Guest Columnist Bill Van Loh
At Queen of Peace School, as with other Catholic schools, we work to fulfill the tenets of our mission. Our school mission is to bring faith and knowledge together for a lifetime of learning. Founded on Catholic principles, our school is devoted to guiding children, developing their skills, discovering their talents, and growing in faith. To help us keep our eyes and hearts focused on our mission, all of our Catholic schools go through a continuing process of review, verification, and planning for the future. Each year, we review our goals and measure our progress toward them in regard to how well we are serving the needs of our students and families.
Additionally, every seven years we work through a rigorous verification and renewal process, including an in-depth self-study of how well we are meeting our mission and goals, in each of seven standards areas, with a total of more than 50 sub-sets. This year-long process of accreditation renewal also includes the development of a new strategic plan and culminates with an on-site visit by a review team from the Minnesota Nonpublic School Accrediting Association (MNSAA).
In late October, our school completed the final steps of this comprehensive verification and renewal process, including the site-team visit. Having worked through this process, we are better prepared for the future.
Although this article is being written in November, Advent will be with us when it is published. As with our schools, each of us as individuals can benefit from review and renewal of our own actions and lives. In a larger sense, this is also the time of year for spiritual renewal and preparing for the future. We are beginning the church’s new liturgical year, Advent is the season encompassing the four weeks leading up to the celebration of Christmas. The Advent season is a time of preparation that directs our hearts and minds to Christ’s second coming at the end of time and also to the anniversary of the Lord’s birth on Christmas.
Advent devotions, including the Advent wreath, remind us of the meaning of the season. The Advent calendar can help us fully enter in to the season with daily activity and prayer suggestions to prepare us spiritually for the birth of Jesus Christ.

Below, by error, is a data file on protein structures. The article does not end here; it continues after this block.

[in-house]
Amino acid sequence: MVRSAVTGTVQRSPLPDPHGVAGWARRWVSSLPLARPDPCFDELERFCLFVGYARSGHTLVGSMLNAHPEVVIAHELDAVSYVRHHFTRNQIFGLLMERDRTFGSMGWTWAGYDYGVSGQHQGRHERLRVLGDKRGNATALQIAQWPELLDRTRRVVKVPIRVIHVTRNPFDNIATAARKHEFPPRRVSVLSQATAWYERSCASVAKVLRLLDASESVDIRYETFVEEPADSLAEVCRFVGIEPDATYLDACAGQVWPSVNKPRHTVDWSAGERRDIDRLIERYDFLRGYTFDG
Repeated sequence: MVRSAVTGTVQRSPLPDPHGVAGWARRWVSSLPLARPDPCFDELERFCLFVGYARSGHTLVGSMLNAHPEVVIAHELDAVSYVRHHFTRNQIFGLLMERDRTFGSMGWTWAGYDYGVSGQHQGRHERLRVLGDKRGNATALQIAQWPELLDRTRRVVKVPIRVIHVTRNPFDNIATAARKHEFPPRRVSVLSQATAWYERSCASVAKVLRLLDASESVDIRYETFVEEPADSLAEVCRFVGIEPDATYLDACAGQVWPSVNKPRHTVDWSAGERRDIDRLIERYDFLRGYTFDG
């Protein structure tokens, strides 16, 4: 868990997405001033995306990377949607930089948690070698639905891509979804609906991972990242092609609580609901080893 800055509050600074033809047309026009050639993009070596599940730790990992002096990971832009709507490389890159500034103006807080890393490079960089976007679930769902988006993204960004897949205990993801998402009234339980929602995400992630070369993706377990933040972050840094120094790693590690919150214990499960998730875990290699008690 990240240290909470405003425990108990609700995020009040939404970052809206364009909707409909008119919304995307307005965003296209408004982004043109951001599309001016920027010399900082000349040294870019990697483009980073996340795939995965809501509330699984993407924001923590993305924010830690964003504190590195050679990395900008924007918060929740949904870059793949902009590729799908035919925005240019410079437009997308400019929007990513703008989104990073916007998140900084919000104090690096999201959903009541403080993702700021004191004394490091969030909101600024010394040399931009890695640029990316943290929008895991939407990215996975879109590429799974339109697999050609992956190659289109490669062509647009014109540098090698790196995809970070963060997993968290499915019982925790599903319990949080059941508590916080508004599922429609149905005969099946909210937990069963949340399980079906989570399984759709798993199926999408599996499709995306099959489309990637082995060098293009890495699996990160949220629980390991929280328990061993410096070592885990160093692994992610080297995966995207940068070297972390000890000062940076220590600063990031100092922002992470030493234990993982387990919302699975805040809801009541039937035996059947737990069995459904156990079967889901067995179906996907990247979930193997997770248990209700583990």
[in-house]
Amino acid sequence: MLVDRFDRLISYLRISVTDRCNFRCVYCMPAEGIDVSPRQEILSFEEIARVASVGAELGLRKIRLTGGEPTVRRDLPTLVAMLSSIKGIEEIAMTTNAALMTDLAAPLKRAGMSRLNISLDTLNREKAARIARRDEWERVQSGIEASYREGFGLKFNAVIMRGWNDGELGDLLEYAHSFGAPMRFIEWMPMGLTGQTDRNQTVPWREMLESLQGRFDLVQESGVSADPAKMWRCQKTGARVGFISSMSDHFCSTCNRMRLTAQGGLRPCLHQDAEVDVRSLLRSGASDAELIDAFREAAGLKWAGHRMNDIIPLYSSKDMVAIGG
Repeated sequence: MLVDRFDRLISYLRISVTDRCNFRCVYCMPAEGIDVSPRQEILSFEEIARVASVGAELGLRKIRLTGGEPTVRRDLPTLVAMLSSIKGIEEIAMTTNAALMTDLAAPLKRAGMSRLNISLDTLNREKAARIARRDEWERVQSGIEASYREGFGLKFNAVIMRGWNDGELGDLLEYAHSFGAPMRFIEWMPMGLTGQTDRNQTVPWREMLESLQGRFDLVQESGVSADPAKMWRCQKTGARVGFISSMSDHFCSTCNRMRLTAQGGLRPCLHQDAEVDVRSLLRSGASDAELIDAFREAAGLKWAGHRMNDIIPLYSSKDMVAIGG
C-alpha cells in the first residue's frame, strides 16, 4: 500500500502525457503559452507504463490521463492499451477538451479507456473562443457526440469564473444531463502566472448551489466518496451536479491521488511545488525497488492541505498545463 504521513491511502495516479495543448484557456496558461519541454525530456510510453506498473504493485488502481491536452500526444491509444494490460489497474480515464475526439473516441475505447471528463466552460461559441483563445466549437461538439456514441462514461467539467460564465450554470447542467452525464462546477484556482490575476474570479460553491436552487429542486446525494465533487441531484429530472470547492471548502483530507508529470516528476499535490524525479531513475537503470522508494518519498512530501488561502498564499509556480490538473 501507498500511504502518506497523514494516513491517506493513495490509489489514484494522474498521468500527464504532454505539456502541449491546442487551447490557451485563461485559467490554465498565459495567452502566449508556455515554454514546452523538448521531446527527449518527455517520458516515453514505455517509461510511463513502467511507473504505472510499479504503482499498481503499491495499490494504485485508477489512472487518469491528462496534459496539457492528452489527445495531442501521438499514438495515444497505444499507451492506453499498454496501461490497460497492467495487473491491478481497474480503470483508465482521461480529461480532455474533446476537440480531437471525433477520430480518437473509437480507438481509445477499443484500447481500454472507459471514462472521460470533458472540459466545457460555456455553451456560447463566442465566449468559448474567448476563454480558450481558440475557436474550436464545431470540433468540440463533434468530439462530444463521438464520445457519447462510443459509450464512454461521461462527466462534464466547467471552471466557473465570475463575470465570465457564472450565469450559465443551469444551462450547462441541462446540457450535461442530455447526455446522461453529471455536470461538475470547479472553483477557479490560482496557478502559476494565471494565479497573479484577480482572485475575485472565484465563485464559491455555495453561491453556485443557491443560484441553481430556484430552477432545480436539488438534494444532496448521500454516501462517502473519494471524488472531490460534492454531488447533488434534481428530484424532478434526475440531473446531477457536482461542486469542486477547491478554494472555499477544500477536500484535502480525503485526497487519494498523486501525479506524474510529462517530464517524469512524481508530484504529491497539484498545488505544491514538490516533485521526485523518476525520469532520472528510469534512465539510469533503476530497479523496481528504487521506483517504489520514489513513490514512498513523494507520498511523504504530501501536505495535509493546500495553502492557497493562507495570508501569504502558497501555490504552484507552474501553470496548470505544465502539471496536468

At Queen of Peace School, during the weeks leading up to Christmas, an Advent wreath is displayed in the hall just outside the school office. Each Monday morning during Advent, we conduct an Advent wreath celebration with the entire student body, including readings, prayers, and singing a verse from “O Come, O Come Emmanuel.”
Traditionally, Advent wreaths are constructed of a circle of evergreen branches into which four candles are inserted, representing the four weeks of Advent. The progressive lighting of the candles symbolizes the expectation and hope surrounding our Lord’s first coming into the world and the anticipation of his second coming to judge the living and the dead.
Typically, three candles are purple and one is rose. The purple candles in particular symbolize the prayer, penance, preparatory sacrifices, and good works undertaken at this time. The rose candle is lit on the third week, for Gaudete Sunday, when the priest also wears rose vestments at Mass; Gaudete Sunday is the Sunday of rejoicing, because we, the faithful, have arrived at the midpoint of Advent, when our preparation is now half over and we are very close to Christmas.
We, and the children, all look forward to the joy of Christmas. It is one of the most important days of the church year, second only to Easter itself. It is the feast of the Incarnation, the feast of God becoming flesh. It is a uniquely Christian teaching, the divine choosing to become one of us, Emmanuel (“Godwith- us”). Every Eucharist is like Christmas, where the bread and wine are transformed into his flesh, His Body and Blood, and, in a sense, he is born anew on the altar.
The season of Christmas begins with the vigil Masses on Christmas Eve and concludes on the Feast of the Baptism of the Lord. During this season, we celebrate the birth of Christ into our world and into our hearts, and reflect on the gift of salvation that is born with him, including the fact that he was born to die for us.
The Christmas tree and the Nativity scene are popular symbols of the season and a tradition in many of our homes. It is also traditional to exchange Christmas gifts with family and friends as a way to honor God the Father’s gift of his only Son to the world. Having received the gift of Christ, we naturally want to pass that gift along to our loved ones.
(Source: USCCB website, http://www.usccb.org/prayer-and-worship/liturgical-year/index.cfm.)
All of us in the Catholic schools of the Duluth Diocese wish God’s blessings to you and yours as we celebrate this season of joy and hope.
Bill Van Loh is principal of Queen of Peace School in Cloquet.